On the Distinction between Contract and Tort

32 Pages Posted: 31 Mar 2003 Last revised: 15 Jul 2018

See all articles by Andrew Robertson

Andrew Robertson

University of Melbourne - Law School


The classical understanding of the law of obligations was founded on the idea that a sharp distinction could be drawn between contract and tort. Contractual obligations were believed to be voluntarily assumed, while obligations in tort were thought to be imposed by the courts. Despite decades of criticism, the classical view continues to be repeated in authoritative legal texts. Although the principal flaws in the classical model are widely understood, many judges and scholars still insist that at some fundamental level contract and tort can be distinguished. This paper is the first step in an attempt to understand that insistence and its implications. The goal of the paper is to demonstrate the persistence of the idea that contract can be sharply distinguished from tort and to provide a detailed account of the reasons why that distinction does not stand up to close scrutiny.

The paper looks closely at aspects of contract law that are informed by the values and standards attributed to the law of tort. The idea that contractual obligations are voluntarily assumed is undermined by the objective approach to contract formation, the objective approach to contract interpretation and the extent to which default rules shape the parties' primary and secondary (or remedial) obligations. The idea that contracting parties tacitly consent to default rules by their failure to contract around them fails to provide a basis for distinguishing contract from tort. Lack of knowledge of default rules, disproportionate transaction costs and inequalities of bargaining power prevent many contracting parties from routinely choosing contract terms. If, despite those constraints, persons engaging in contractual behaviour can be said to consent to the legal consequences of that behaviour, we can equally say that legal actors engaging in other types of voluntary conduct consent to the obligations arising from that behaviour in the law of tort. The paper also considers aspects of tort law that are informed by considerations traditionally associated with the law of contract; namely, the extent to which obligations in tort can be voluntarily assumed and voluntarily limited or excluded. The paper shows that obligations in contract, like those in tort, are to a significant extent shaped by community standards. Contractual rights and obligations are to some extent shaped by consensus, to some extent imposed by one party on another and to some extent imposed on both parties by law. Similarly, obligations in tort are to some extent shaped by voluntary arrangements between the parties, to some extent shaped by the unilateral actions of one party and to some extent imposed by law.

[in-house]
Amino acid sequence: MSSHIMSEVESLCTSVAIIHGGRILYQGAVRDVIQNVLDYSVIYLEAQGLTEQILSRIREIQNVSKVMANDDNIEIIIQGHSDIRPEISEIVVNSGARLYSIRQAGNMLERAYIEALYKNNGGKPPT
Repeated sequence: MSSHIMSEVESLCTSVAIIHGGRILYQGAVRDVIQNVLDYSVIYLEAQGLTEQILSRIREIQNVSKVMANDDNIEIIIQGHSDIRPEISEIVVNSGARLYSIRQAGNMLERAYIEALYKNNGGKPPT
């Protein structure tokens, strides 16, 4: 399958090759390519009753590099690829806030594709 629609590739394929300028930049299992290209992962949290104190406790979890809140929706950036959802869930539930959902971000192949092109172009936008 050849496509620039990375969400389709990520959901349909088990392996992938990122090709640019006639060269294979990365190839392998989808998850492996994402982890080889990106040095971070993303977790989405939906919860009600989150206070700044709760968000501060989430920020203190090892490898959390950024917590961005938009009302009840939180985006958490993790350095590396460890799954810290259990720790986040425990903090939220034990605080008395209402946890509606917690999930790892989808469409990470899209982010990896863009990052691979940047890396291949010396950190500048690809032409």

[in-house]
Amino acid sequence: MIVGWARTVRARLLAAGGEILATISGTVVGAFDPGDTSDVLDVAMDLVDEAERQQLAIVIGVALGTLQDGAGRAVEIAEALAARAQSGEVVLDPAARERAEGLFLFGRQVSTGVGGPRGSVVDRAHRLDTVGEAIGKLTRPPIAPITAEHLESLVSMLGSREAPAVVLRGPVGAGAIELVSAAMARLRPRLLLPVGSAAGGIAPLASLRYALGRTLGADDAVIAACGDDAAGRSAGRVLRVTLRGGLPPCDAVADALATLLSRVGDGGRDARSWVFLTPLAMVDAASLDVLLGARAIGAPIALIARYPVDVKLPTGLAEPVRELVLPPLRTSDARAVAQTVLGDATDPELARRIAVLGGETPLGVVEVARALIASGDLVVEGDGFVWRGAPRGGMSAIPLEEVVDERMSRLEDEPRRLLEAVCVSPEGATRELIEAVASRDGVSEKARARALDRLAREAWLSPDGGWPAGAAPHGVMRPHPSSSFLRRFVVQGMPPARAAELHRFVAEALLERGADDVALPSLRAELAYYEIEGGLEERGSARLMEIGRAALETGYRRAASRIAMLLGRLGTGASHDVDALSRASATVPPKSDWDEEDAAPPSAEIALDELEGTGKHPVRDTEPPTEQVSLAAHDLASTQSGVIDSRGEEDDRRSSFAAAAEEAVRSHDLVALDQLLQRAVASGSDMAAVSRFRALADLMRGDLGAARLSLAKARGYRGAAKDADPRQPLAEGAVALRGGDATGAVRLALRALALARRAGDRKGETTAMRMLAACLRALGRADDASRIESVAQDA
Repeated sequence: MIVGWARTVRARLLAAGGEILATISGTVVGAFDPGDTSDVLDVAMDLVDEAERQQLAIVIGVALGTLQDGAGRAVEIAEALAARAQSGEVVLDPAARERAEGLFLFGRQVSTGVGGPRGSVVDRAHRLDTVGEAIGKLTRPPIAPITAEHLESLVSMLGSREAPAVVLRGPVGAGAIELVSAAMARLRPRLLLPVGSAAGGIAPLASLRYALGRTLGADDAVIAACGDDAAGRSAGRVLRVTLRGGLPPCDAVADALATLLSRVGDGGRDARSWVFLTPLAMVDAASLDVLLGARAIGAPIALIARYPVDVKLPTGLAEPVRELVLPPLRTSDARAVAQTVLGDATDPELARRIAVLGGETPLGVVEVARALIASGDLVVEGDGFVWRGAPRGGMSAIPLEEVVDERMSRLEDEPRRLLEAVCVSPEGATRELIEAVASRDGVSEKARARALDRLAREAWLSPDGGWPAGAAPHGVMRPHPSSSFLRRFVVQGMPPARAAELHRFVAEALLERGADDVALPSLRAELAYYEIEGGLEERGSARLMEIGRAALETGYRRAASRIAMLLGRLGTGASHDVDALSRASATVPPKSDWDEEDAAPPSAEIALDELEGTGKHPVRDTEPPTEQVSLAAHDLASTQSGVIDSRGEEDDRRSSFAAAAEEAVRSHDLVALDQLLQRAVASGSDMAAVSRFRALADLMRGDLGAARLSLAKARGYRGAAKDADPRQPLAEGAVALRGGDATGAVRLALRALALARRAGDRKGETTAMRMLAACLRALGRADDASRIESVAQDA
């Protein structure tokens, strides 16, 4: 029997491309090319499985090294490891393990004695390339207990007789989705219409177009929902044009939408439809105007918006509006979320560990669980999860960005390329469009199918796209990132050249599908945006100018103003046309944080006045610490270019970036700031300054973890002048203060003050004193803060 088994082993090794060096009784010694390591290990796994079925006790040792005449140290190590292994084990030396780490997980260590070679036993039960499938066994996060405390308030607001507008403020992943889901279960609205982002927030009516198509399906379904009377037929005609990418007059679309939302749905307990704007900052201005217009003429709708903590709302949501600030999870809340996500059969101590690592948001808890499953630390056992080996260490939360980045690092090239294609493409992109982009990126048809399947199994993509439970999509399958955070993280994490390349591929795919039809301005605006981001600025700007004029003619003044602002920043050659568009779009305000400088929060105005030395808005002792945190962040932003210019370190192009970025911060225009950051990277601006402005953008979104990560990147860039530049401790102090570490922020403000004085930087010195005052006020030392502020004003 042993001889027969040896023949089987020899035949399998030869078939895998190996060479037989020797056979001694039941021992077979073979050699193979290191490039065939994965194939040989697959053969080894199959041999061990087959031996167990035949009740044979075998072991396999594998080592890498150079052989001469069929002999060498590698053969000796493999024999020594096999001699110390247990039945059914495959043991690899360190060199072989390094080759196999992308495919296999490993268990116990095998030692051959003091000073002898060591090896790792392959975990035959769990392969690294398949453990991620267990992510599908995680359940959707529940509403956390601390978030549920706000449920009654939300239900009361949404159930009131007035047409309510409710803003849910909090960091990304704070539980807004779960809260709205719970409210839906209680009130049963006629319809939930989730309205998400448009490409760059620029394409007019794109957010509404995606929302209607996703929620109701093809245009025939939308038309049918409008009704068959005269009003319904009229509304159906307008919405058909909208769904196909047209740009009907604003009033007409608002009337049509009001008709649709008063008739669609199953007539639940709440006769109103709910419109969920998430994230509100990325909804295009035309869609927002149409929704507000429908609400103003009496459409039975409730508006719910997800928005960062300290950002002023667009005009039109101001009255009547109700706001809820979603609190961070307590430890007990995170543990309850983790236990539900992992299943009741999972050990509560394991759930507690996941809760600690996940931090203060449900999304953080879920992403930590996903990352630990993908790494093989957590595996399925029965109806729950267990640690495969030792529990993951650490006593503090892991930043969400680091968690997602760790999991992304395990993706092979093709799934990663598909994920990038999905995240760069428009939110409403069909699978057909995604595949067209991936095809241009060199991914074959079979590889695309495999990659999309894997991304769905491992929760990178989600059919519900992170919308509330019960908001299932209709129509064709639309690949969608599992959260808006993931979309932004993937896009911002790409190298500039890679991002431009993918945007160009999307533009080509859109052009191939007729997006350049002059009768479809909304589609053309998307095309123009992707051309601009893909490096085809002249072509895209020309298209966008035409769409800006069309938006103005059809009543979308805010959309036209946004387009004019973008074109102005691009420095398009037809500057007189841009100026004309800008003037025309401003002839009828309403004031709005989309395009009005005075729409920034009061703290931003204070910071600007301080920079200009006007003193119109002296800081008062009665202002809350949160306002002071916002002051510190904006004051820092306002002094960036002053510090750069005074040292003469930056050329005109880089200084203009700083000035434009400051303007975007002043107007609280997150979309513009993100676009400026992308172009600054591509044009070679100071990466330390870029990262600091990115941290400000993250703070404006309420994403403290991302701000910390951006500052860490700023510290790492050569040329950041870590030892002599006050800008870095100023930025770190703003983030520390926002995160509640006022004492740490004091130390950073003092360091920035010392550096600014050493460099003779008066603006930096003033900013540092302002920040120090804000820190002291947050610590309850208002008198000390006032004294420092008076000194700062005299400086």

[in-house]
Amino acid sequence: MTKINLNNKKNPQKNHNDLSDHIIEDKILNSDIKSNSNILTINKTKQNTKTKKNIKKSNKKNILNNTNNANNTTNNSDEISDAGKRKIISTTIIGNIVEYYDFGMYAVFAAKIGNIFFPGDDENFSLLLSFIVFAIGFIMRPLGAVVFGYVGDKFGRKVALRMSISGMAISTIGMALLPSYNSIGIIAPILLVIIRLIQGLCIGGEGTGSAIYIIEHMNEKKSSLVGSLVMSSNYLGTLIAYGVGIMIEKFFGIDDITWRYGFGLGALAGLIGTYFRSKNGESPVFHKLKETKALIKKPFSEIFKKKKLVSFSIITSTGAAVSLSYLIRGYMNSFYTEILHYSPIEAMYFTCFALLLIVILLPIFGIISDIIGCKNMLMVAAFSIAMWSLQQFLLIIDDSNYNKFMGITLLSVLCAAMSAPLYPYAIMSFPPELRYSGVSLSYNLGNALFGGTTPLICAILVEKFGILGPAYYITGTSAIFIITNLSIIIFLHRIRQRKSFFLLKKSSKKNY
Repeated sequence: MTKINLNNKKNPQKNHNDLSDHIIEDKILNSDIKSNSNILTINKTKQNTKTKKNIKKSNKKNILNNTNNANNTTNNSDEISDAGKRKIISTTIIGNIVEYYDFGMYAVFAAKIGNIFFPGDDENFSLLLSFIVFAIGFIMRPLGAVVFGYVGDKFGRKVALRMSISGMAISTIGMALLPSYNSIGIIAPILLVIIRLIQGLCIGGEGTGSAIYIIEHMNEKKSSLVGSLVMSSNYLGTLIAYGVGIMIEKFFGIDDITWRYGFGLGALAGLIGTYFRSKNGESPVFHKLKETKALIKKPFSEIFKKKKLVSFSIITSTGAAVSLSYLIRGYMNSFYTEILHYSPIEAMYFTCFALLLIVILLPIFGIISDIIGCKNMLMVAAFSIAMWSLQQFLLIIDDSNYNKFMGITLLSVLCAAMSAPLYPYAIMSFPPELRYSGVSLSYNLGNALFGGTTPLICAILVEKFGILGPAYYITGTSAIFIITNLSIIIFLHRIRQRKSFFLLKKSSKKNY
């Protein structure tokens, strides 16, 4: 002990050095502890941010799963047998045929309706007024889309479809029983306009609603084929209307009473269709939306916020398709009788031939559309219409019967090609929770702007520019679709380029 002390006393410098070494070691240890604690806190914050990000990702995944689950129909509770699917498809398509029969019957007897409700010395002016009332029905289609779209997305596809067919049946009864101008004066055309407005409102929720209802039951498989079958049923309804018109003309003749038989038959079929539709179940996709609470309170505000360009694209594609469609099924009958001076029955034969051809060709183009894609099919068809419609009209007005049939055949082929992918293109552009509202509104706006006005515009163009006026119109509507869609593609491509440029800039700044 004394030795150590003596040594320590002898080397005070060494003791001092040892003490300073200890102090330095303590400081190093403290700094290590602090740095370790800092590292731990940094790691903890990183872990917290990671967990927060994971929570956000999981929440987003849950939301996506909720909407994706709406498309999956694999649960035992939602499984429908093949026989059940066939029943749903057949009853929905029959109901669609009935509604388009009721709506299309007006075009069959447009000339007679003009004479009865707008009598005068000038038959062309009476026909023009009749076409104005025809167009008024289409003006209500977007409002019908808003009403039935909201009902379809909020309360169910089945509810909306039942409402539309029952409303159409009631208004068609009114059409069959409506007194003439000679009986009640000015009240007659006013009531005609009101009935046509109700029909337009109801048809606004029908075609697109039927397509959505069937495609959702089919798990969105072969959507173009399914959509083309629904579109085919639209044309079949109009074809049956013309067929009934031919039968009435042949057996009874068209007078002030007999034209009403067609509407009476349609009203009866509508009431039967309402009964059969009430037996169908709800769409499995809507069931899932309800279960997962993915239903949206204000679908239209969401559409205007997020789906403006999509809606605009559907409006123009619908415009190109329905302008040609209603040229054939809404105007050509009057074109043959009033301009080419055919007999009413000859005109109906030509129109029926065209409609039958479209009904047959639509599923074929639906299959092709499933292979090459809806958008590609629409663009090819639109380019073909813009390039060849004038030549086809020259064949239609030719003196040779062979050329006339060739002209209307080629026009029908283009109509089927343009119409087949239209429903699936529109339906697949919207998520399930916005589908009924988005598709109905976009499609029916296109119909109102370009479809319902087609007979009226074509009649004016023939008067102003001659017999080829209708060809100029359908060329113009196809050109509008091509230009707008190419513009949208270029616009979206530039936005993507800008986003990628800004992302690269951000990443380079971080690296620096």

JEL Classification: K12, K13

Suggested Citation

Robertson, Andrew, On the Distinction between Contract and Tort. Andrew Robertson (ed), The Law of Obligations: Connections and Boundaries, UCL Press/Routledge-Cavendish, London, 2004, 87-109. Available at SSRN: https://ssrn.com/abstract=391081 or http://dx.doi.org/10.2139/ssrn.391081

Andrew Robertson (Contact Author)

University of Melbourne - Law School ( email )

University Square
185 Pelham Street, Carlton
Victoria, Victoria 3010
61 3 8344 0379 (Phone)
61 3 9347 2392 (Fax)

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